SPUG: Math Geniuses

Thu Jul 25 17:09:08 CDT 2002

```On Thu, Jul 25, 2002 at 01:30:41PM -0700, Orr, Chuck  (NOC) wrote:
>
>                               I need a unique solution for each of these
> can't get.)

What you're doing is called a "Diophantine Equation" which is usually in
the simple form of
ax + by = c

However you've got it a little tougher as you have more than 2 variables
on the left side.  You can break it down into simplier equations, ie
A + 36B + 360C + 3600D + 29600E = 2307012
becomes (since most of the left side is divisiable by 36):
A + 36Q = 2307012 = 12 * 192251 = 12*(3*64084 - 1) = 36*64084 - 12
solving for the integer Q:
Q = 64084 - (A+12)/36
For Q to be an integer the A+12/36 needs to be one as well.  Since you
said 0 <= integers <= 36 you find out that A = 24.  Note: this isn't a
constraint in the normal Diophantine equations.

So you continue on from there with A = 24 and you get something like
B + 10C + 100D + 3600E = 64083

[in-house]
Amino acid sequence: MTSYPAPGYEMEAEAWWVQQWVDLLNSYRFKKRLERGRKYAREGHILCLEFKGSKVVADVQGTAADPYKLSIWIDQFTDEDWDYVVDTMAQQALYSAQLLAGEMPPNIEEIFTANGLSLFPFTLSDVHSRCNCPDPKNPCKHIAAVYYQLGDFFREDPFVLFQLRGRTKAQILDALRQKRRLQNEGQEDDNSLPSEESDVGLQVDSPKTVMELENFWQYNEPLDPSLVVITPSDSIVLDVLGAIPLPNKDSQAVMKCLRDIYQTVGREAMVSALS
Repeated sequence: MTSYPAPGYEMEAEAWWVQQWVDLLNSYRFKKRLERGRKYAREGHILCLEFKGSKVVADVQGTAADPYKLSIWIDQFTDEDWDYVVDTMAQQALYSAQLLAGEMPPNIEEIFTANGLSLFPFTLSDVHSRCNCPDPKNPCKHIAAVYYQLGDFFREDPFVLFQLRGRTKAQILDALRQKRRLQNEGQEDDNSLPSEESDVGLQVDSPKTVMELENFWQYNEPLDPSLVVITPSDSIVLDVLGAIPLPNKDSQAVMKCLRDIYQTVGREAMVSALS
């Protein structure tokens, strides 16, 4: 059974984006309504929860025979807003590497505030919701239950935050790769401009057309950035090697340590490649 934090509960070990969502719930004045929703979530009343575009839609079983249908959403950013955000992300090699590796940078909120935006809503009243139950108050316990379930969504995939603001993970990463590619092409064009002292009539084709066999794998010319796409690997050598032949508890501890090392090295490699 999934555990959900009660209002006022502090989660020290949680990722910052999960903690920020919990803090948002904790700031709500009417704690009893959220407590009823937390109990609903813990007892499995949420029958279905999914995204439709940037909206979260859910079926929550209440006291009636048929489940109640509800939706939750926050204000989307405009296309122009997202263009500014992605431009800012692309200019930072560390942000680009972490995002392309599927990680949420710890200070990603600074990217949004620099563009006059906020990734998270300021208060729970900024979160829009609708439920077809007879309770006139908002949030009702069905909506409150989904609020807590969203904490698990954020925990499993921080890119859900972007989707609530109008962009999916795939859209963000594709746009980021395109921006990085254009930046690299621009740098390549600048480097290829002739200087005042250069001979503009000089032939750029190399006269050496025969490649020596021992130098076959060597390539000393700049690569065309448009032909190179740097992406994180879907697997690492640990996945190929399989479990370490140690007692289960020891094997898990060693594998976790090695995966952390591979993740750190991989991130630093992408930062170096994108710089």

and you continue on from there with the same style of equation:
B + 10Q = 64083 = 6408*10 + 3
Finding out that B has to be 3,13,23, or 33 to satisfy Q being an
integer.  Its not so easy to continue on as you have 4 potential values
for B, which then leads to 4*4 for C, etc.

How to do this in perl?  To me this looks like a tree where each branch
(ie A=24 being a branch) then has another branch (B = 3,13,23,33) which
will then have more branches.  Eventually you'll get to the end with E

Maybe a hash like:
\$hash{A}{B}{C}{D}{E} = A + 36B + 360C + 3600D + 29600E
would be the best way to model it.

Its been a long time since I've looked at these equation so I could be
wrong on the easiest way to solve them.  That less than 36 constraint
seems a little contrived to me too, how did that come up?

Chris

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